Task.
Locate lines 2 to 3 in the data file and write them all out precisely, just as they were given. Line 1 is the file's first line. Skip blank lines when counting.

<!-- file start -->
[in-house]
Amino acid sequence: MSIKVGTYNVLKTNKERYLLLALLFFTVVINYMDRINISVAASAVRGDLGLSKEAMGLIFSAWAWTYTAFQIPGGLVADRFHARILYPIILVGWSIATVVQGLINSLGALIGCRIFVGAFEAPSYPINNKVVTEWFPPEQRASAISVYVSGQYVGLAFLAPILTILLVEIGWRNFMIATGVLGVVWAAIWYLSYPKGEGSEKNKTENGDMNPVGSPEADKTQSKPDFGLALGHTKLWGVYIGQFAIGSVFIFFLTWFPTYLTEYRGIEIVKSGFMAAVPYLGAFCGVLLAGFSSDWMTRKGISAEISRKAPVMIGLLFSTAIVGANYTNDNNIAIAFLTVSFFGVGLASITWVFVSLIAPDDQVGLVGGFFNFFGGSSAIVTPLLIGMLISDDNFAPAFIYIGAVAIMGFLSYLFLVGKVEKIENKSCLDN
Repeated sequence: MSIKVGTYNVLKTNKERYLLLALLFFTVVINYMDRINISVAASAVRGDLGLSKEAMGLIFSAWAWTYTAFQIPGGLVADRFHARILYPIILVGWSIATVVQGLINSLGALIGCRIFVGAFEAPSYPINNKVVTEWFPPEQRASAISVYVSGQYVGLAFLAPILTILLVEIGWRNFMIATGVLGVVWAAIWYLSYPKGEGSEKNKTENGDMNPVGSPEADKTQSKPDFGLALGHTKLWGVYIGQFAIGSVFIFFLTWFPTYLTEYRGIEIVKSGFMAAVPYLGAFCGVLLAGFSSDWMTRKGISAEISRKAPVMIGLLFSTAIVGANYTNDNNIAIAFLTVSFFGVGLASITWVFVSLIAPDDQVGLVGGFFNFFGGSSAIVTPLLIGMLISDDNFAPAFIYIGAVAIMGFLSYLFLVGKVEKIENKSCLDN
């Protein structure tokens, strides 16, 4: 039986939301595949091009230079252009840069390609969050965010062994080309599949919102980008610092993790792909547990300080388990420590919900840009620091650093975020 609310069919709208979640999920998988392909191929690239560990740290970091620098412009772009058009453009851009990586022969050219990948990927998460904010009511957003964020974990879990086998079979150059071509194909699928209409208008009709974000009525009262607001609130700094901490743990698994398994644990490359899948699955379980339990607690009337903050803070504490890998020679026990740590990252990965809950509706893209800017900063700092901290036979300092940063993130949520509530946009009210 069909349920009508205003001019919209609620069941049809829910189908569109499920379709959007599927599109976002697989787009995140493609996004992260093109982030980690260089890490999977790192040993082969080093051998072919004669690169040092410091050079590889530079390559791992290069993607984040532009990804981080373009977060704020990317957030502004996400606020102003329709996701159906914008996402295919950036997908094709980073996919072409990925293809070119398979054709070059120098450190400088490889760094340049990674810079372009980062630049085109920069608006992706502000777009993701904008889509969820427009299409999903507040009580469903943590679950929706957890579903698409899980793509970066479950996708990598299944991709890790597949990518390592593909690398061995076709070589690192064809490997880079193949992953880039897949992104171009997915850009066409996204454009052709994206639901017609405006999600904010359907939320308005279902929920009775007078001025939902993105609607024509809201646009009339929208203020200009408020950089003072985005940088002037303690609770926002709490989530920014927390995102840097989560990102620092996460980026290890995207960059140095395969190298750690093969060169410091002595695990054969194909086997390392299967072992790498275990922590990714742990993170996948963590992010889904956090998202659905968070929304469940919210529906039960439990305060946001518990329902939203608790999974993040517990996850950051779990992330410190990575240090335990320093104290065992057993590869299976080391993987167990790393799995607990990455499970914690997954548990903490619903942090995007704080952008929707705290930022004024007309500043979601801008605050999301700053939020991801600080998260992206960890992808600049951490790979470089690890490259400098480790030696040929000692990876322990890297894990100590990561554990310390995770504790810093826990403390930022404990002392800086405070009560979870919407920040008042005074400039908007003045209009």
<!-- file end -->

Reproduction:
Amino acid sequence: MSIKVGTYNVLKTNKERYLLLALLFFTVVINYMDRINISVAASAVRGDLGLSKEAMGLIFSAWAWTYTAFQIPGGLVADRFHARILYPIILVGWSIATVVQGLINSLGALIGCRIFVGAFEAPSYPINNKVVTEWFPPEQRASAISVYVSGQYVGLAFLAPILTILLVEIGWRNFMIATGVLGVVWAAIWYLSYPKGEGSEKNKTENGDMNPVGSPEADKTQSKPDFGLALGHTKLWGVYIGQFAIGSVFIFFLTWFPTYLTEYRGIEIVKSGFMAAVPYLGAFCGVLLAGFSSDWMTRKGISAEISRKAPVMIGLLFSTAIVGANYTNDNNIAIAFLTVSFFGVGLASITWVFVSLIAPDDQVGLVGGFFNFFGGSSAIVTPLLIGMLISDDNFAPAFIYIGAVAIMGFLSYLFLVGKVEKIENKSCLDN
Repeated sequence: MSIKVGTYNVLKTNKERYLLLALLFFTVVINYMDRINISVAASAVRGDLGLSKEAMGLIFSAWAWTYTAFQIPGGLVADRFHARILYPIILVGWSIATVVQGLINSLGALIGCRIFVGAFEAPSYPINNKVVTEWFPPEQRASAISVYVSGQYVGLAFLAPILTILLVEIGWRNFMIATGVLGVVWAAIWYLSYPKGEGSEKNKTENGDMNPVGSPEADKTQSKPDFGLALGHTKLWGVYIGQFAIGSVFIFFLTWFPTYLTEYRGIEIVKSGFMAAVPYLGAFCGVLLAGFSSDWMTRKGISAEISRKAPVMIGLLFSTAIVGANYTNDNNIAIAFLTVSFFGVGLASITWVFVSLIAPDDQVGLVGGFFNFFGGSSAIVTPLLIGMLISDDNFAPAFIYIGAVAIMGFLSYLFLVGKVEKIENKSCLDN